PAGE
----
Smith & Wesson on Thursday reported major upticks in sales and profit during the quarter leading up to the election of President-elect Joseph Biden.
Smith & Wesson, one of the leading gun manufacturers, said that sales more than doubled in the quarter ending on Oct. 31, to $248.7 million, compared to $113.7 million in the year-ago quarter. The company also reported net income of $52.2 million for the quarter, compared to $1.3 million in the year-ago quarter, and said it has zero net debt.
Chief Executive Officer Mark Smith said, in an earnings call, that it was the second consecutive record-breaking quarter for the company in its 168 years of operation. The prior quarter also saw a dramatic increase in gun sales, compared to the year-ago quarter.
Smith said that sales are fueled by new buyers, including African-Americans as the fastest growing demographic of gun consumers. He said that politics has been a big driver this year. The most recent quarter ended just days before the election of Biden, a Democrat who owns guns. Biden is planning an aggressive gun control policy which includes a ban on the manufacture of tactical-style semiautomatic rifles for civilian consumers.
“There is a fear of gun control regulation which drives a lot of our consumers to go out and buy firearms,” said Smith.
The semiautomatic rifles are commonly referred to as assault weapons, though the industry prefers to call them modern sporting rifles. They include the popular AR-15s made by many gun companies including Smith & Wesson’s M&P 15.
“Consumer demand has picked up in recent weeks driven by heightened consumer fears over tightened gun control legislation under a Biden administration,” said Rommel Dionisio, gun industry analyst for Aegis Capital. “They noted sales of modern sporting rifles have accelerated recently, which is likely a response to the campaign promises by Biden to ban future sales of this type of firearm.”
Gun sales have been surging ever since March, when the coronavirus pandemic swept through America, closing schools and restaurants and restricting activity in major cities. Covid-19 has infected more than 14 million Americans and more than 275,000 of them have died, according to data from Johns Hopkins University. The pandemic caused the economy to flatten during the spring and summer, putting tens of millions of Americans out of work.
Smith said the company “created and filled” 287 jobs “during these extremely difficult times when so many of our fellow Americans are out of work.” The company employs more than 2,000 workers.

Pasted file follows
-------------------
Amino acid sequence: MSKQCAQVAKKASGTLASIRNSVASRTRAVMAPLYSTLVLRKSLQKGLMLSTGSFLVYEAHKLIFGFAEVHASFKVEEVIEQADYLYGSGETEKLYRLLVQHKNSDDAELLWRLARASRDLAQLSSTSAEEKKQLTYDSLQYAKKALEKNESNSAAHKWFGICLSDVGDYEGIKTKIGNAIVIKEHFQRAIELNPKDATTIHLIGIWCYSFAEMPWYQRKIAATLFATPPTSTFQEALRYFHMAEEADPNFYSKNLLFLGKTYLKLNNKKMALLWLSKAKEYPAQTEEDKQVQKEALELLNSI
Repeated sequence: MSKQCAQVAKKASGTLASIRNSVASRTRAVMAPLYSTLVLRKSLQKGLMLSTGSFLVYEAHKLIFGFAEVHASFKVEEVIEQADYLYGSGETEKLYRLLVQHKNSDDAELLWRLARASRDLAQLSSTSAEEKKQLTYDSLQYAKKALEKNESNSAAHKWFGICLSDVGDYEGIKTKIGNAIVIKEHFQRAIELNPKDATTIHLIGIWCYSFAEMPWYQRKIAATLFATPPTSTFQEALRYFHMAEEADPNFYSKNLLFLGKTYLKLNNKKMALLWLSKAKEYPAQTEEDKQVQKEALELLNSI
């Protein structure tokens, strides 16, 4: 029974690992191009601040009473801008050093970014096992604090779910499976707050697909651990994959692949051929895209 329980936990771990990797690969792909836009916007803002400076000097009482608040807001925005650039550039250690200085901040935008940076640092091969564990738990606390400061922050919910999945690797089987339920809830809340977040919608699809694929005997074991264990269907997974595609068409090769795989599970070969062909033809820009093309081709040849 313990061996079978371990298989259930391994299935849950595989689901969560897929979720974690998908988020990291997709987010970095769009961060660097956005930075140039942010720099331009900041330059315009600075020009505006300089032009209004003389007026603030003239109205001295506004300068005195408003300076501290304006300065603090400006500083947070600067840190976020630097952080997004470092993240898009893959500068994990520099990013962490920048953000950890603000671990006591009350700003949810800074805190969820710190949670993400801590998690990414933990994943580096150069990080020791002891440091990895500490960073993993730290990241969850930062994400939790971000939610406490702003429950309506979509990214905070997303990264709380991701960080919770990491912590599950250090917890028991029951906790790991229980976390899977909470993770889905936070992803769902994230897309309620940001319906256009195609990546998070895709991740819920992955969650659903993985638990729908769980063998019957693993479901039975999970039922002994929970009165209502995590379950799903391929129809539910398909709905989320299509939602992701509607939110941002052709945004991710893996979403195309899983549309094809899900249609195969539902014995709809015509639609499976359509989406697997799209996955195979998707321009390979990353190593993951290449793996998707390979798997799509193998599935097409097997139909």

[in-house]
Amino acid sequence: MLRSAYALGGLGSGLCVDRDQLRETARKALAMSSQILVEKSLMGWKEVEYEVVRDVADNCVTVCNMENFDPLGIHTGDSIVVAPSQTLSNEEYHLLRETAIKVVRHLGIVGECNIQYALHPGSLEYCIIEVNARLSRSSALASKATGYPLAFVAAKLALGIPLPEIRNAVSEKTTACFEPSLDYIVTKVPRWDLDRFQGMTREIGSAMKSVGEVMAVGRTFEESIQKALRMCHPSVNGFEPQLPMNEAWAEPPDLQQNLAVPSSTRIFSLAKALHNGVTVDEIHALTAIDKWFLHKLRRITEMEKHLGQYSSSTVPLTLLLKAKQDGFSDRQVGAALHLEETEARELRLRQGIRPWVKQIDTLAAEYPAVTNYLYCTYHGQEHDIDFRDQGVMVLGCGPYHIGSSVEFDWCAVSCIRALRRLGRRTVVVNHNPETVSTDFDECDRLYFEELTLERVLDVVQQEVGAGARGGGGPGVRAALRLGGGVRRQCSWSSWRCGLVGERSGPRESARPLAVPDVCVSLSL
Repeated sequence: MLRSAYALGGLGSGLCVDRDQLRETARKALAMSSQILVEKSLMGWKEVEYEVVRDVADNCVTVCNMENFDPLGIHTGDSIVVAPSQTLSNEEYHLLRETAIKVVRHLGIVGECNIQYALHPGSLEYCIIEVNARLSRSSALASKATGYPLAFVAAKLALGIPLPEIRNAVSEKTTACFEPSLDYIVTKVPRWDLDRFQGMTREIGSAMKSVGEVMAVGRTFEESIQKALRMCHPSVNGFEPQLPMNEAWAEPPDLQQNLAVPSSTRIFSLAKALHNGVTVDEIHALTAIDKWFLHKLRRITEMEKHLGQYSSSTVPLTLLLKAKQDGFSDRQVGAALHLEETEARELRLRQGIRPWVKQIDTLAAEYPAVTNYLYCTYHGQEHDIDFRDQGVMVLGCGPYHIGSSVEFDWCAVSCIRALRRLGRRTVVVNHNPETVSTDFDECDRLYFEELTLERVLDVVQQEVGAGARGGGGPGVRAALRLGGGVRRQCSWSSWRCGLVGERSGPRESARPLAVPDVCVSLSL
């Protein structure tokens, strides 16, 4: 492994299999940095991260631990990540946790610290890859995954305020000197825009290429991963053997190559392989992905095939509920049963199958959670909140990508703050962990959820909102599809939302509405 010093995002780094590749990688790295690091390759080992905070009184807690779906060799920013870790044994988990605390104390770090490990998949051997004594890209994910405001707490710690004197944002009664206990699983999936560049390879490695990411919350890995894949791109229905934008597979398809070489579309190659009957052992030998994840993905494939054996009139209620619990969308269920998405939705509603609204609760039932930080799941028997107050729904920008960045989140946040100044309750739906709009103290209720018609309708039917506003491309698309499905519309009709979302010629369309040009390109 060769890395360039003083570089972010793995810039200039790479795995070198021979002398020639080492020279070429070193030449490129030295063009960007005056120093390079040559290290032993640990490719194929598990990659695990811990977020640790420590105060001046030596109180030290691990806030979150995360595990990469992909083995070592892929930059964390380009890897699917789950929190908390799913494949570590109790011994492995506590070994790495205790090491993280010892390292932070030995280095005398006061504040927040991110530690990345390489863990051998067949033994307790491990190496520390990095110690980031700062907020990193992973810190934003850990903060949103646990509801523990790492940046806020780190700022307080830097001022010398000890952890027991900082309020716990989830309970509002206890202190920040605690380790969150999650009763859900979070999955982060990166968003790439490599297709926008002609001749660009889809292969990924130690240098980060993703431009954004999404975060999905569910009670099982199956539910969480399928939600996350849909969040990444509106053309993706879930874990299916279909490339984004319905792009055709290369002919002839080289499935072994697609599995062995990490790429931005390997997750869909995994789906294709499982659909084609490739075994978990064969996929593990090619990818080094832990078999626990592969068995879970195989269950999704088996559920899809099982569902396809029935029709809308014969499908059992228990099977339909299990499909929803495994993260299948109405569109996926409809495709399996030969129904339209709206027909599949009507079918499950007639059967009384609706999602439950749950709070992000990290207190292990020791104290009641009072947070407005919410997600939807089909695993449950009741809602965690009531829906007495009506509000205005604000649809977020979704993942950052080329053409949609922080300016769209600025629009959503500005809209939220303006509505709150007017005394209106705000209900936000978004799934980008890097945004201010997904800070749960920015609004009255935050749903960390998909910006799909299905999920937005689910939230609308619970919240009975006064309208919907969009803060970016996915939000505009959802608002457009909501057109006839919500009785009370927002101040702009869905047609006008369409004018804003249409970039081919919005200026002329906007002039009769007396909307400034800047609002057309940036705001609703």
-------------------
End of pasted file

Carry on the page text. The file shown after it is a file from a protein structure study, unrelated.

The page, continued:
Concerns over coronavirus, the economy, and civil unrest have all fueled gun sales. The Federal Bureau of Investigation said it conducted more than 35.75 million background checks through November of this year, easily exceeding last year’s record tally of 28.36 million for all of 2019. The FBI conducts background checks for gun purchases by federally-licensed dealers, which includes all gun shops, and the data serves as the closest nationwide proxy to gun sales.
Smith attributed the company’s ability to deal with soaring demand to “the power of our unique flexible manufacturing model.” Smith & Wesson has been using outsourcing to make some of its gun parts to ramp up manufacturing during the coronavirus pandemic. This is less expensive, and less of a long-term commitment, compared to expanding factory capacity to meet the rise and fall of demand.
“As a result of their ability to flex up their production cycle, they have been better able to respond to increased consumer demand in recent months, and have gained market share as a result,” said Dionisio.
Gun manufacturers have had supply chain problems during the pandemic and retailers are running low on inventories. Gun makers are cautious about ramping up manufacturing capacity in case demand drops off, like it did immediately following the November 2016 election of President Trump.
But having a Democrat in the White House is widely expected to drive sales. Dionisio has been projecting increased gun sales during the Biden presidency, fueled by the fear of gun control.
Smith & Wesson said there has been a 3% price increase on products. Brian Rafn, a retired gun analyst who owns shares in rival gunmaker Sturm, Ruger, said prices for all modern sporting rifles could experience inflation in the coming months because of the fear of gun control.
Smith & Wesson, based in Springfield, Mass., is one of the best-known brands in the business. The venerable gun company’s primary competitor is Sturm, Ruger, a major player in the gun industry, as well as Glock, Sig Sauer, Daniel Defense, Mossberg, Browning, Taurus, Savage Arms and many others.